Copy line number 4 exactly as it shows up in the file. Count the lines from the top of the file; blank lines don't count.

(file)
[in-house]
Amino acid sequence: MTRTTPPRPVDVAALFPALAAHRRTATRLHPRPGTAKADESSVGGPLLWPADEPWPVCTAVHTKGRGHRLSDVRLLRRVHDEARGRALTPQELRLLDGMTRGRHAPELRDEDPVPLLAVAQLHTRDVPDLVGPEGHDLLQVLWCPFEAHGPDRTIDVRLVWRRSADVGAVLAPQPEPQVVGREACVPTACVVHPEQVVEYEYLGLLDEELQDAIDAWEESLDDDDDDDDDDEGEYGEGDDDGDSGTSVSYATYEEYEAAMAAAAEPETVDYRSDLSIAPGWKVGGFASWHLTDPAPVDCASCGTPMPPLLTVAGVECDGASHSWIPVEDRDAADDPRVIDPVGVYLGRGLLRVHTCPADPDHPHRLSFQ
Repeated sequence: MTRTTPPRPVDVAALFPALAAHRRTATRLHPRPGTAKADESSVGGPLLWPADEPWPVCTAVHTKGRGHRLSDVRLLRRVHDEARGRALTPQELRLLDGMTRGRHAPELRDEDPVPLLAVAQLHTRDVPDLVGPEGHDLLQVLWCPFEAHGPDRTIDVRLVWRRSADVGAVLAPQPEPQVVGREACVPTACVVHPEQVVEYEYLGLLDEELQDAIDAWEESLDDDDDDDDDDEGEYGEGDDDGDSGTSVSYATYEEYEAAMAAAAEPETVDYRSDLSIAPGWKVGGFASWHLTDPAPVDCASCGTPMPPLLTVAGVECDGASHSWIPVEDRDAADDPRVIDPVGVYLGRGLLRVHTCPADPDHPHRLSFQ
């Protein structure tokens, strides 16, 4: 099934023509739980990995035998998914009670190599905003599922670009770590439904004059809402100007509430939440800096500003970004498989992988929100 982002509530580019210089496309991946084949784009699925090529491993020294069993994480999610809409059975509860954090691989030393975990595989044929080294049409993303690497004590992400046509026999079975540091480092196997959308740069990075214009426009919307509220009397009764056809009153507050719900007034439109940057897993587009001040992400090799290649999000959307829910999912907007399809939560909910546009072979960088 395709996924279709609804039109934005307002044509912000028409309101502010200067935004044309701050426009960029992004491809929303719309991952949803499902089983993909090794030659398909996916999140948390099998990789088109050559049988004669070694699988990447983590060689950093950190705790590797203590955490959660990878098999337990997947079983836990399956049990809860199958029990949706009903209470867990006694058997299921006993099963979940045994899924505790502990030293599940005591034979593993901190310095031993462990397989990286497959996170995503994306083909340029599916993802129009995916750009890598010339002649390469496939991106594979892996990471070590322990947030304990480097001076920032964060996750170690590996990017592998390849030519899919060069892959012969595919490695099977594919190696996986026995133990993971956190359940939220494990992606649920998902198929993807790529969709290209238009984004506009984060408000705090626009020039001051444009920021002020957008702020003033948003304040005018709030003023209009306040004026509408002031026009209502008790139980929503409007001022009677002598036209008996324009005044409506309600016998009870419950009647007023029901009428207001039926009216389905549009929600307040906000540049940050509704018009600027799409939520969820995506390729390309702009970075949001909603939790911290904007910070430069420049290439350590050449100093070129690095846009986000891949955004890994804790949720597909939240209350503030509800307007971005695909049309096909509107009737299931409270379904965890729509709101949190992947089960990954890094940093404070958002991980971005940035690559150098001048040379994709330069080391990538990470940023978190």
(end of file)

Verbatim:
């Protein structure tokens, strides 16, 4: 099934023509739980990995035998998914009670190599905003599922670009770590439904004059809402100007509430939440800096500003970004498989992988929100 982002509530580019210089496309991946084949784009699925090529491993020294069993994480999610809409059975509860954090691989030393975990595989044929080294049409993303690497004590992400046509026999079975540091480092196997959308740069990075214009426009919307509220009397009764056809009153507050719900007034439109940057897993587009001040992400090799290649999000959307829910999912907007399809939560909910546009072979960088 395709996924279709609804039109934005307002044509912000028409309101502010200067935004044309701050426009960029992004491809929303719309991952949803499902089983993909090794030659398909996916999140948390099998990789088109050559049988004669070694699988990447983590060689950093950190705790590797203590955490959660990878098999337990997947079983836990399956049990809860199958029990949706009903209470867990006694058997299921006993099963979940045994899924505790502990030293599940005591034979593993901190310095031993462990397989990286497959996170995503994306083909340029599916993802129009995916750009890598010339002649390469496939991106594979892996990471070590322990947030304990480097001076920032964060996750170690590996990017592998390849030519899919060069892959012969595919490695099977594919190696996986026995133990993971956190359940939220494990992606649920998902198929993807790529969709290209238009984004506009984060408000705090626009020039001051444009920021002020957008702020003033948003304040005018709030003023209009306040004026509408002031026009209502008790139980929503409007001022009677002598036209008996324009005044409506309600016998009870419950009647007023029901009428207001039926009216389905549009929600307040906000540049940050509704018009600027799409939520969820995506390729390309702009970075949001909603939790911290904007910070430069420049290439350590050449100093070129690095846009986000891949955004890994804790949720597909939240209350503030509800307007971005695909049309096909509107009737299931409270379904965890729509709101949190992947089960990954890094940093404070958002991980971005940035690559150098001048040379994709330069080391990538990470940023978190």